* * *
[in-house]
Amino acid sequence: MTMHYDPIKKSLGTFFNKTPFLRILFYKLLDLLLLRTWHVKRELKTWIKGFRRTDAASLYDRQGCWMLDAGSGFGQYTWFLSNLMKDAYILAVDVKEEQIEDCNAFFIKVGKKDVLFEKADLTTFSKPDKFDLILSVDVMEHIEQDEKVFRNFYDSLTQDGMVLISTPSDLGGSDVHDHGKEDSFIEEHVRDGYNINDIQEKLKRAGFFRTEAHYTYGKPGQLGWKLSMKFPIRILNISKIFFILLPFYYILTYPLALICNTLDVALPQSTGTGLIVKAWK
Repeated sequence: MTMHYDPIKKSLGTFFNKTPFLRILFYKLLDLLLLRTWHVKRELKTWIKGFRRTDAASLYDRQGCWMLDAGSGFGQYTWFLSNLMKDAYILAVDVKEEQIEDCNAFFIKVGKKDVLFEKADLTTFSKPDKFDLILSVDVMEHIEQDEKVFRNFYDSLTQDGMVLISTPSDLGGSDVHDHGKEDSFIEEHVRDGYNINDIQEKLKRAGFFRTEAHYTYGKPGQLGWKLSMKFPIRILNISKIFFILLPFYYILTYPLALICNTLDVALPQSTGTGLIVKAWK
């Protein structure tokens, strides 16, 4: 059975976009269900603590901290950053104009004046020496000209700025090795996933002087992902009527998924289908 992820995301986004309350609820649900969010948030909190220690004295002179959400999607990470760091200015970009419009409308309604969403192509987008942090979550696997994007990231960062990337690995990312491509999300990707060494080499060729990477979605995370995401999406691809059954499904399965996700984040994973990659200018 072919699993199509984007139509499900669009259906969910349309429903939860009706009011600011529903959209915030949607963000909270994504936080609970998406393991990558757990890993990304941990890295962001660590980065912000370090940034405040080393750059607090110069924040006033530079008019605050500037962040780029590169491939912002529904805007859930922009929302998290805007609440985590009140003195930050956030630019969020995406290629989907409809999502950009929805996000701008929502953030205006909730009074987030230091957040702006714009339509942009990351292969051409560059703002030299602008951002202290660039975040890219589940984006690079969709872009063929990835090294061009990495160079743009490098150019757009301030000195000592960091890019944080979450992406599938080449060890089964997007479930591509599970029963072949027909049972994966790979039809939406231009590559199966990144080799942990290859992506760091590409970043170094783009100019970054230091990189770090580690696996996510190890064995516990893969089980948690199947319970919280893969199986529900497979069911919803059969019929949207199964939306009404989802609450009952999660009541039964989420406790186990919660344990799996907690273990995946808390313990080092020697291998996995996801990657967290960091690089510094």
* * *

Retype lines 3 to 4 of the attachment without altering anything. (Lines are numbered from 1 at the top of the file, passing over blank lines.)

Repeated sequence: MTMHYDPIKKSLGTFFNKTPFLRILFYKLLDLLLLRTWHVKRELKTWIKGFRRTDAASLYDRQGCWMLDAGSGFGQYTWFLSNLMKDAYILAVDVKEEQIEDCNAFFIKVGKKDVLFEKADLTTFSKPDKFDLILSVDVMEHIEQDEKVFRNFYDSLTQDGMVLISTPSDLGGSDVHDHGKEDSFIEEHVRDGYNINDIQEKLKRAGFFRTEAHYTYGKPGQLGWKLSMKFPIRILNISKIFFILLPFYYILTYPLALICNTLDVALPQSTGTGLIVKAWK
């Protein structure tokens, strides 16, 4: 059975976009269900603590901290950053104009004046020496000209700025090795996933002087992902009527998924289908 992820995301986004309350609820649900969010948030909190220690004295002179959400999607990470760091200015970009419009409308309604969403192509987008942090979550696997994007990231960062990337690995990312491509999300990707060494080499060729990477979605995370995401999406691809059954499904399965996700984040994973990659200018 072919699993199509984007139509499900669009259906969910349309429903939860009706009011600011529903959209915030949607963000909270994504936080609970998406393991990558757990890993990304941990890295962001660590980065912000370090940034405040080393750059607090110069924040006033530079008019605050500037962040780029590169491939912002529904805007859930922009929302998290805007609440985590009140003195930050956030630019969020995406290629989907409809999502950009929805996000701008929502953030205006909730009074987030230091957040702006714009339509942009990351292969051409560059703002030299602008951002202290660039975040890219589940984006690079969709872009063929990835090294061009990495160079743009490098150019757009301030000195000592960091890019944080979450992406599938080449060890089964997007479930591509599970029963072949027909049972994966790979039809939406231009590559199966990144080799942990290859992506760091590409970043170094783009100019970054230091990189770090580690696996996510190890064995516990893969089980948690199947319970919280893969199986529900497979069911919803059969019929949207199964939306009404989802609450009952999660009541039964989420406790186990919660344990799996907690273990995946808390313990080092020697291998996995996801990657967290960091690089510094």